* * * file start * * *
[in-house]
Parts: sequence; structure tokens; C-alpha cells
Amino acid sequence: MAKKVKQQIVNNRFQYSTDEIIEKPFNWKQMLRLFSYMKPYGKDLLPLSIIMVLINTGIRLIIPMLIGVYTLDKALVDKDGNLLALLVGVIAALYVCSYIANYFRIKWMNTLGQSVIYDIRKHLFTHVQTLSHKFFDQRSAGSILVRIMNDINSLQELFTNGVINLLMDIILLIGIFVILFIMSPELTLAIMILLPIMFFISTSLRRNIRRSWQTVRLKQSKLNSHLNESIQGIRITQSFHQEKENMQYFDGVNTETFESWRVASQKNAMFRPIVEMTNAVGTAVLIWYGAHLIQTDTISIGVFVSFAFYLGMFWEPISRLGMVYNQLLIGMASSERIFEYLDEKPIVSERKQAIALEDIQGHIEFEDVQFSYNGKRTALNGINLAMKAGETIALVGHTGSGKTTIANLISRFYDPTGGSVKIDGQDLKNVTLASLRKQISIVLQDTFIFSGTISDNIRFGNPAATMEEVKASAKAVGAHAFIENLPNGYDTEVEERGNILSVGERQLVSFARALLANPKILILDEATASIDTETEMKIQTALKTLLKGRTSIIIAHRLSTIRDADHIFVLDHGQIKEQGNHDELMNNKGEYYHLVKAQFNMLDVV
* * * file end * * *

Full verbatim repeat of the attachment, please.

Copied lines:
[in-house]
Parts: sequence; structure tokens; C-alpha cells
Amino acid sequence: MAKKVKQQIVNNRFQYSTDEIIEKPFNWKQMLRLFSYMKPYGKDLLPLSIIMVLINTGIRLIIPMLIGVYTLDKALVDKDGNLLALLVGVIAALYVCSYIANYFRIKWMNTLGQSVIYDIRKHLFTHVQTLSHKFFDQRSAGSILVRIMNDINSLQELFTNGVINLLMDIILLIGIFVILFIMSPELTLAIMILLPIMFFISTSLRRNIRRSWQTVRLKQSKLNSHLNESIQGIRITQSFHQEKENMQYFDGVNTETFESWRVASQKNAMFRPIVEMTNAVGTAVLIWYGAHLIQTDTISIGVFVSFAFYLGMFWEPISRLGMVYNQLLIGMASSERIFEYLDEKPIVSERKQAIALEDIQGHIEFEDVQFSYNGKRTALNGINLAMKAGETIALVGHTGSGKTTIANLISRFYDPTGGSVKIDGQDLKNVTLASLRKQISIVLQDTFIFSGTISDNIRFGNPAATMEEVKASAKAVGAHAFIENLPNGYDTEVEERGNILSVGERQLVSFARALLANPKILILDEATASIDTETEMKIQTALKTLLKGRTSIIIAHRLSTIRDADHIFVLDHGQIKEQGNHDELMNNKGEYYHLVKAQFNMLDVV